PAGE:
Clinical aspects

Clinical disease

Scrub typhus, typhus group and spotted fever group rickettsiosis have similar signs and symptoms, including fever, headache, rash, and muscle pain [7]. An eschar, a key pathognomonic sign of STG and SFG rickettsiosis, may sometimes be present as a dark scab-like lesion and can be found at the site of the mite or tick bite [7].

Modes of transmission

Rickettsia and Orientia are naturally transmitted to humans through the bites or infectious secretions of ectoparasites [5, 7, 9], and human-to-human transmission does not occur naturally [10]. The SFG rickettsiae are transmitted by ticks [5, 11], and TG members, R. prowazekii (epidemic typhus) and R. typhi (murine or endemic typhus) are transmitted by the body louse (Pediculus humanus humanus) and rat flea (Xenopsylla cheopis), respectively [5]. Orientia tsutsugamushi is transmitted by the bite of larval stage Leptotrombidium mites, also known as chiggers, in the primary endemic areas [12, 13].. Candidatus Orientia chiloensis [16] has also been detected in trombiculid mites of Herpetacarus, Quadraseta, and Paratrombicula Chile [14]. Transitional group members, R. australis, R. akari and R. felis, are transmitted by ticks, mites and fleas, respectively [7].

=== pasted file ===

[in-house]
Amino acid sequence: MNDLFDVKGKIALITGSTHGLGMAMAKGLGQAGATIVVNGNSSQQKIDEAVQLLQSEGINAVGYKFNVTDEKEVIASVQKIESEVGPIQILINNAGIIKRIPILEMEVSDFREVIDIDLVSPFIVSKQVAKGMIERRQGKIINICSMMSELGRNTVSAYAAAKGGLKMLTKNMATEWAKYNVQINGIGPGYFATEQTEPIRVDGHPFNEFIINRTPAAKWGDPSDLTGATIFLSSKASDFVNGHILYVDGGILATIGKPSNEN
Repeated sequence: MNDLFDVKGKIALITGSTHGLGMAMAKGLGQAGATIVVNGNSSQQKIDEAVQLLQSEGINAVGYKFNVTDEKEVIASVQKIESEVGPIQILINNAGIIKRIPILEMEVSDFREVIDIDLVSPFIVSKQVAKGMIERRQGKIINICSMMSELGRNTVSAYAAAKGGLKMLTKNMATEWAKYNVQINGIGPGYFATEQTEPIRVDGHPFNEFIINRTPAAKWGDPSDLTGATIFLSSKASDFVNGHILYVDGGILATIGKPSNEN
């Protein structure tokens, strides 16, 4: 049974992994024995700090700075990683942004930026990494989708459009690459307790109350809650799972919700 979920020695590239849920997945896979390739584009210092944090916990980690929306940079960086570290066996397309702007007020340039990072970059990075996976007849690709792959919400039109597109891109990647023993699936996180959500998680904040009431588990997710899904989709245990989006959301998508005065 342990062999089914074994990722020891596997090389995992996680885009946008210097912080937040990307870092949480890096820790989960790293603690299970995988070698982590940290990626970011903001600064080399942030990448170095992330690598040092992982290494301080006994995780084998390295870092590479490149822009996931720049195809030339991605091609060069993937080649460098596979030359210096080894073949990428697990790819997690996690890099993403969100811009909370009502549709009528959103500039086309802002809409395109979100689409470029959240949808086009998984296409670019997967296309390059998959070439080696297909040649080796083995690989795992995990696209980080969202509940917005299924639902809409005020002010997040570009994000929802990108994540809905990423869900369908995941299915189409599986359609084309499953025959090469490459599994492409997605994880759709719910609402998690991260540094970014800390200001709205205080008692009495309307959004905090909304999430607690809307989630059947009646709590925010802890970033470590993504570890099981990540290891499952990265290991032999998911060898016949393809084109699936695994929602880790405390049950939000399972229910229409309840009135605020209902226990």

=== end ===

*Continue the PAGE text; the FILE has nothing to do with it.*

Rickettsial diseases can be effectively treated with the tetracycline class of antibiotics. Doxycycline is the first choice due to its high efficacy [5, 15]. However, in the late 1990s, there was suspicion of doxycycline-resistant strains of O. tsutsugamushi following the observation of increased fever clearance times in a small number of scrub typhus patients in Chiangrai, northern Thailand [16]. Subsequently, studies have demonstrated that doxycycline-resistant scrub typhus is a misconception, with treatment outcomes likely to be determined by other bacterial, host, and pharmacological factors [17]. Azithromycin may be considered an alternative for scrub typhus treatment [15] but not murine typhus [18].

Laboratory biosafety

Risk group classification and biosafety levels